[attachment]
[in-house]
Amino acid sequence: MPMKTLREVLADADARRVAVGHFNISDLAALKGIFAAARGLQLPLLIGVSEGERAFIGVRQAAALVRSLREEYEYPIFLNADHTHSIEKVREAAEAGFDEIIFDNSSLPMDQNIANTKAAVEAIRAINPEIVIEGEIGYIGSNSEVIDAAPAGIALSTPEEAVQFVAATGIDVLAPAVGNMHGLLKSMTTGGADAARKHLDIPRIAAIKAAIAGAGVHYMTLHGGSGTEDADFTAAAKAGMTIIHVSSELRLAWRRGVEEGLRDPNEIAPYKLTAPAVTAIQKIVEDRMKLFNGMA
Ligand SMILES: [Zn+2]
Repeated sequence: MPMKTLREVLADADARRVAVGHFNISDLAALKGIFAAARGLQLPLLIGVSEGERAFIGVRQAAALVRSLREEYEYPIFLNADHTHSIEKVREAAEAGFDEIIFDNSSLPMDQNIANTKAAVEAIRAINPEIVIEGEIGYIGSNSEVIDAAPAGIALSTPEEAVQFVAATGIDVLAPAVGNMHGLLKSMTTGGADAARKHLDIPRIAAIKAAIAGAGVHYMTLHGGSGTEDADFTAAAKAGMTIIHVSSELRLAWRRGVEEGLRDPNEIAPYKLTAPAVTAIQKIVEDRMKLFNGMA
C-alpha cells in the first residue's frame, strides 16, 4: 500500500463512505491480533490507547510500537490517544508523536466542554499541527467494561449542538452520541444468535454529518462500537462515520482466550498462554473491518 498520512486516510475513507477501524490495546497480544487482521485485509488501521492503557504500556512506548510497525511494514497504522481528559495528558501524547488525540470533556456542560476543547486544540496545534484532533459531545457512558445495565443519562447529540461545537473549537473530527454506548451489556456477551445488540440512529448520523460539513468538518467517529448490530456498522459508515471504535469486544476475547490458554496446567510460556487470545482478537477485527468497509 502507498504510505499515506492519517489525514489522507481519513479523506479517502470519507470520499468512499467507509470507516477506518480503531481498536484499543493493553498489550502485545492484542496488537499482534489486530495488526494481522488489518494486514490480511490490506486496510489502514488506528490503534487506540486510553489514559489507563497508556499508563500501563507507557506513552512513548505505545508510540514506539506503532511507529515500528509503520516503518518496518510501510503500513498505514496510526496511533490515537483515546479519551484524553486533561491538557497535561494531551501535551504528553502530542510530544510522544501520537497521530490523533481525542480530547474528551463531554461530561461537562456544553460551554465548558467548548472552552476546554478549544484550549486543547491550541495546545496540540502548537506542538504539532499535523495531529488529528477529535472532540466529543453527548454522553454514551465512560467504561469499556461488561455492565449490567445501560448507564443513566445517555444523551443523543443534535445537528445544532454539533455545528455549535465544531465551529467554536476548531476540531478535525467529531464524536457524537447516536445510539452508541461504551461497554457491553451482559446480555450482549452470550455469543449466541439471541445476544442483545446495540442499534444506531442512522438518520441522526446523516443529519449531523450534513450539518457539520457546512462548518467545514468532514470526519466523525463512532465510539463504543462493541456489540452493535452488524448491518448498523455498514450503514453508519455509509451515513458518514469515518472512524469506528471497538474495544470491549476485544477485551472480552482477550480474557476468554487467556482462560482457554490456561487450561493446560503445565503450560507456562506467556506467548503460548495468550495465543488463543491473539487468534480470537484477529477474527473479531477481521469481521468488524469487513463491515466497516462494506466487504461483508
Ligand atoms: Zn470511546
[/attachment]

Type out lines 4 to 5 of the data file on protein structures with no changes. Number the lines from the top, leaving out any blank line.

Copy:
Repeated sequence: MPMKTLREVLADADARRVAVGHFNISDLAALKGIFAAARGLQLPLLIGVSEGERAFIGVRQAAALVRSLREEYEYPIFLNADHTHSIEKVREAAEAGFDEIIFDNSSLPMDQNIANTKAAVEAIRAINPEIVIEGEIGYIGSNSEVIDAAPAGIALSTPEEAVQFVAATGIDVLAPAVGNMHGLLKSMTTGGADAARKHLDIPRIAAIKAAIAGAGVHYMTLHGGSGTEDADFTAAAKAGMTIIHVSSELRLAWRRGVEEGLRDPNEIAPYKLTAPAVTAIQKIVEDRMKLFNGMA
C-alpha cells in the first residue's frame, strides 16, 4: 500500500463512505491480533490507547510500537490517544508523536466542554499541527467494561449542538452520541444468535454529518462500537462515520482466550498462554473491518 498520512486516510475513507477501524490495546497480544487482521485485509488501521492503557504500556512506548510497525511494514497504522481528559495528558501524547488525540470533556456542560476543547486544540496545534484532533459531545457512558445495565443519562447529540461545537473549537473530527454506548451489556456477551445488540440512529448520523460539513468538518467517529448490530456498522459508515471504535469486544476475547490458554496446567510460556487470545482478537477485527468497509 502507498504510505499515506492519517489525514489522507481519513479523506479517502470519507470520499468512499467507509470507516477506518480503531481498536484499543493493553498489550502485545492484542496488537499482534489486530495488526494481522488489518494486514490480511490490506486496510489502514488506528490503534487506540486510553489514559489507563497508556499508563500501563507507557506513552512513548505505545508510540514506539506503532511507529515500528509503520516503518518496518510501510503500513498505514496510526496511533490515537483515546479519551484524553486533561491538557497535561494531551501535551504528553502530542510530544510522544501520537497521530490523533481525542480530547474528551463531554461530561461537562456544553460551554465548558467548548472552552476546554478549544484550549486543547491550541495546545496540540502548537506542538504539532499535523495531529488529528477529535472532540466529543453527548454522553454514551465512560467504561469499556461488561455492565449490567445501560448507564443513566445517555444523551443523543443534535445537528445544532454539533455545528455549535465544531465551529467554536476548531476540531478535525467529531464524536457524537447516536445510539452508541461504551461497554457491553451482559446480555450482549452470550455469543449466541439471541445476544442483545446495540442499534444506531442512522438518520441522526446523516443529519449531523450534513450539518457539520457546512462548518467545514468532514470526519466523525463512532465510539463504543462493541456489540452493535452488524448491518448498523455498514450503514453508519455509509451515513458518514469515518472512524469506528471497538474495544470491549476485544477485551472480552482477550480474557476468554487467556482462560482457554490456561487450561493446560503445565503450560507456562506467556506467548503460548495468550495465543488463543491473539487468534480470537484477529477474527473479531477481521469481521468488524469487513463491515466497516462494506466487504461483508